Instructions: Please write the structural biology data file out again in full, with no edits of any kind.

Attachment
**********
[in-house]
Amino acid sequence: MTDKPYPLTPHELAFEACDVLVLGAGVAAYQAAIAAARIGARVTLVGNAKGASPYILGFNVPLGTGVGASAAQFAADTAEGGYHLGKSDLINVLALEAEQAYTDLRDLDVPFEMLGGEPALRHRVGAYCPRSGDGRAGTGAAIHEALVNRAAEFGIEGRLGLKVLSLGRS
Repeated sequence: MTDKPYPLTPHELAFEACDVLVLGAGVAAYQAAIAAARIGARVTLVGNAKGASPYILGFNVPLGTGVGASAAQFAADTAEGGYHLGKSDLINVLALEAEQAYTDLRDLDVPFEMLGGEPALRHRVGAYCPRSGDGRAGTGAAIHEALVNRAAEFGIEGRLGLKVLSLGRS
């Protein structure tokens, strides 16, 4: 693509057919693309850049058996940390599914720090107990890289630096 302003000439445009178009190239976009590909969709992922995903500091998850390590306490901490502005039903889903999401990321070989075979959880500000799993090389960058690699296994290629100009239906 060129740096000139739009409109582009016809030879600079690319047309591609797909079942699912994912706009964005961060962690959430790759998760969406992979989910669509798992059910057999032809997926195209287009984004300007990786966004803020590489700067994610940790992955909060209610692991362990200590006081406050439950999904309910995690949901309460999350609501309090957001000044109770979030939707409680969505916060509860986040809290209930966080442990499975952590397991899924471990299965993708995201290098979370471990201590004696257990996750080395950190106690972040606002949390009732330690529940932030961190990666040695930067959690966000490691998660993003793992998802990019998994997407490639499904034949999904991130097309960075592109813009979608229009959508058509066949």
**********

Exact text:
[in-house]
Amino acid sequence: MTDKPYPLTPHELAFEACDVLVLGAGVAAYQAAIAAARIGARVTLVGNAKGASPYILGFNVPLGTGVGASAAQFAADTAEGGYHLGKSDLINVLALEAEQAYTDLRDLDVPFEMLGGEPALRHRVGAYCPRSGDGRAGTGAAIHEALVNRAAEFGIEGRLGLKVLSLGRS
Repeated sequence: MTDKPYPLTPHELAFEACDVLVLGAGVAAYQAAIAAARIGARVTLVGNAKGASPYILGFNVPLGTGVGASAAQFAADTAEGGYHLGKSDLINVLALEAEQAYTDLRDLDVPFEMLGGEPALRHRVGAYCPRSGDGRAGTGAAIHEALVNRAAEFGIEGRLGLKVLSLGRS
């Protein structure tokens, strides 16, 4: 693509057919693309850049058996940390599914720090107990890289630096 302003000439445009178009190239976009590909969709992922995903500091998850390590306490901490502005039903889903999401990321070989075979959880500000799993090389960058690699296994290629100009239906 060129740096000139739009409109582009016809030879600079690319047309591609797909079942699912994912706009964005961060962690959430790759998760969406992979989910669509798992059910057999032809997926195209287009984004300007990786966004803020590489700067994610940790992955909060209610692991362990200590006081406050439950999904309910995690949901309460999350609501309090957001000044109770979030939707409680969505916060509860986040809290209930966080442990499975952590397991899924471990299965993708995201290098979370471990201590004696257990996750080395950190106690972040606002949390009732330690529940932030961190990666040695930067959690966000490691998660993003793992998802990019998994997407490639499904034949999904991130097309960075592109813009979608229009959508058509066949």